Basin state governments have signed a deal to lock in the future of water recovery under Australia’s long-standing and controversial environmental reform.
The deal was finalised at a meeting of federal and state water ministers who met in Melbourne today.
South Australia agreed to a provision pushed for by NSW and Victoria which bars voluntary buybacks of irrigation water licences to boost environmental flows, unless the a “robust” assessment of socio-economic factors demonstrates it would have a neutral of positive impact on socio-economic factors.
The deal means efficiency projects will contribute to the 450 gigalitres ‘upwater’ component of the Basin Plan, which will include lining irrigation channels, reducing water leaks in Basin cities and installing meters.
In exchange, SA receives Commonwealth funding to kickstart its desalination plant and investigate the use of renewable energy for power supply. The Commonwealth will contribute funds to investigate ways to keep price of Adelaide’s drinking water down when its supplied by desalination.
SA also gets funding for environmental projects in the Coorong Wetlands near the Murray River mouth.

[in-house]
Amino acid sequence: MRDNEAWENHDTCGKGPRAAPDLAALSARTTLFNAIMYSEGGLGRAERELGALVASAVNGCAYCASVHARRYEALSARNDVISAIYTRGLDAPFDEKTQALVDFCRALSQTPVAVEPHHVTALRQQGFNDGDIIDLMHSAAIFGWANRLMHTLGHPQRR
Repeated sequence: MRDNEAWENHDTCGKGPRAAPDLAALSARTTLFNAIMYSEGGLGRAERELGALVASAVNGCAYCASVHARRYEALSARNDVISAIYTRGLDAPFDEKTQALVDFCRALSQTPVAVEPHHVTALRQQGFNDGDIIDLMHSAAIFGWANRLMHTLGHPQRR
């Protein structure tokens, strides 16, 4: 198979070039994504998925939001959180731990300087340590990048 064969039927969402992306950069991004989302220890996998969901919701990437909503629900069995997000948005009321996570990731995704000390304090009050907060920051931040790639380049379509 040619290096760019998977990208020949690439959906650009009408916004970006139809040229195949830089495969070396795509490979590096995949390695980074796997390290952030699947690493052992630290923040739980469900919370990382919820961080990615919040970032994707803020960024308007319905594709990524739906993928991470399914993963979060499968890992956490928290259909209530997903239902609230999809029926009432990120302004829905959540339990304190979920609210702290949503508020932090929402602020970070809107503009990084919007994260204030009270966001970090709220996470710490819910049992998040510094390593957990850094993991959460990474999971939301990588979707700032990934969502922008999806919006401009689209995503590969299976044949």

NSW Water Minister Niall Blair said today the deal is a mutually beneficial compromise which creates certainty for river communities across the Basin.
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“Today we have negotiated something that benefits every state and every community rather than having local wins at the expense of others,” Mr Blair said.
“I commit to our regional communities today that the goal posts won’t move anymore and you can now decide if you want to ‘take a kick’ at them and invest in the opportunities afforded by certainty.”
Victorian Water Minister Lisa Neville has sought the same outcome as NSW, arguing for years against on-farm upwater recovery.
Federal Water Minister David Littleproud said today’s deal was the “last major piece in the Murray-Darling Basin Plan puzzle”.
“This will protect both jobs and production and will be applied at a local, regional and state level,’ Mr Littleproud said.
Communities across the Basin have campaigned against further on-farm recovery, warning politicians reducing irrigation would cripple struggling regional economies.
A troop of Riverina irrigators has trekked to Melbourne today to warn the states against further on-farm recovery.
Until now, SA has insisted upwater come from held water entitlements, namely on-farm sources, despite objections from NSW and Victoria.
The State’s former Water Minister Ian Hunter was a vocal opponent to NSW and Victoria at Minco.
But SA’s new Water Minister David Speirs was willing to compromise, and has acknowledged growing concern over on-farm recovery in farm communities.
Mr Blair today called on the Commonwealth to decentralise the Murray Darling Basin Authority, relocating the agency’s Canberra office in sites across the Basin as the upwater recovery switches from planning to implementation.
“We want those who are making decisions about communities to be part of those communities so they can incorporate local knowledge in their decision-making and not simply view the postcode as a number on a spreadsheet,” Mr Blair said.